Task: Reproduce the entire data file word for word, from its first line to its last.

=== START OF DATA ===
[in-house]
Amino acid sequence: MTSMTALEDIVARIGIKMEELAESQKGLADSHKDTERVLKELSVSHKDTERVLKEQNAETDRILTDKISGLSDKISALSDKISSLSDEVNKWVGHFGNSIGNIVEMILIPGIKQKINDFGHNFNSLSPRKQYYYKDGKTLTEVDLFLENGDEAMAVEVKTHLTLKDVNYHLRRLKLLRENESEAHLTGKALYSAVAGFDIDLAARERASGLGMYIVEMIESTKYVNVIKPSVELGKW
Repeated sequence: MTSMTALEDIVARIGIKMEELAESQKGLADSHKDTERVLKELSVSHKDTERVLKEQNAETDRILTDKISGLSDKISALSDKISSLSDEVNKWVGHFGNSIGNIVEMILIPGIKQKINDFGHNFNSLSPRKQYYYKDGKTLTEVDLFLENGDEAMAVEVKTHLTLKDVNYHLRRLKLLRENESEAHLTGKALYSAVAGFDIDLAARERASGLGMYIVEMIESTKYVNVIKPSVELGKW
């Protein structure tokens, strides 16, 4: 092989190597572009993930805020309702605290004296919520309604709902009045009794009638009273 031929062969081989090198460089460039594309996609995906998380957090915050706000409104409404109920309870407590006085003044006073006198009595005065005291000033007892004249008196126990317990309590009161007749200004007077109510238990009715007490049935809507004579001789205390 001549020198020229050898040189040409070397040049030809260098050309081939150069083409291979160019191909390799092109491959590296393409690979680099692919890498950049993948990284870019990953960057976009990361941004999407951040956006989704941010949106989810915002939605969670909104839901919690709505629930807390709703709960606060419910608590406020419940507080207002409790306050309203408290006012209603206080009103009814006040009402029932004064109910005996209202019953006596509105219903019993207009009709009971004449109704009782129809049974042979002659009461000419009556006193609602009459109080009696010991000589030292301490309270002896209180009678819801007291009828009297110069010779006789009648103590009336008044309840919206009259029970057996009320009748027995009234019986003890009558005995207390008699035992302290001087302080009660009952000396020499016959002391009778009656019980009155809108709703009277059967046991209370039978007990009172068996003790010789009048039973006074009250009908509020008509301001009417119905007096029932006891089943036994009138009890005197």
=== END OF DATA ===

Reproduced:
[in-house]
Amino acid sequence: MTSMTALEDIVARIGIKMEELAESQKGLADSHKDTERVLKELSVSHKDTERVLKEQNAETDRILTDKISGLSDKISALSDKISSLSDEVNKWVGHFGNSIGNIVEMILIPGIKQKINDFGHNFNSLSPRKQYYYKDGKTLTEVDLFLENGDEAMAVEVKTHLTLKDVNYHLRRLKLLRENESEAHLTGKALYSAVAGFDIDLAARERASGLGMYIVEMIESTKYVNVIKPSVELGKW
Repeated sequence: MTSMTALEDIVARIGIKMEELAESQKGLADSHKDTERVLKELSVSHKDTERVLKEQNAETDRILTDKISGLSDKISALSDKISSLSDEVNKWVGHFGNSIGNIVEMILIPGIKQKINDFGHNFNSLSPRKQYYYKDGKTLTEVDLFLENGDEAMAVEVKTHLTLKDVNYHLRRLKLLRENESEAHLTGKALYSAVAGFDIDLAARERASGLGMYIVEMIESTKYVNVIKPSVELGKW
């Protein structure tokens, strides 16, 4: 092989190597572009993930805020309702605290004296919520309604709902009045009794009638009273 031929062969081989090198460089460039594309996609995906998380957090915050706000409104409404109920309870407590006085003044006073006198009595005065005291000033007892004249008196126990317990309590009161007749200004007077109510238990009715007490049935809507004579001789205390 001549020198020229050898040189040409070397040049030809260098050309081939150069083409291979160019191909390799092109491959590296393409690979680099692919890498950049993948990284870019990953960057976009990361941004999407951040956006989704941010949106989810915002939605969670909104839901919690709505629930807390709703709960606060419910608590406020419940507080207002409790306050309203408290006012209603206080009103009814006040009402029932004064109910005996209202019953006596509105219903019993207009009709009971004449109704009782129809049974042979002659009461000419009556006193609602009459109080009696010991000589030292301490309270002896209180009678819801007291009828009297110069010779006789009648103590009336008044309840919206009259029970057996009320009748027995009234019986003890009558005995207390008699035992302290001087302080009660009952000396020499016959002391009778009656019980009155809108709703009277059967046991209370039978007990009172068996003790010789009048039973006074009250009908509020008509301001009417119905007096029932006891089943036994009138009890005197």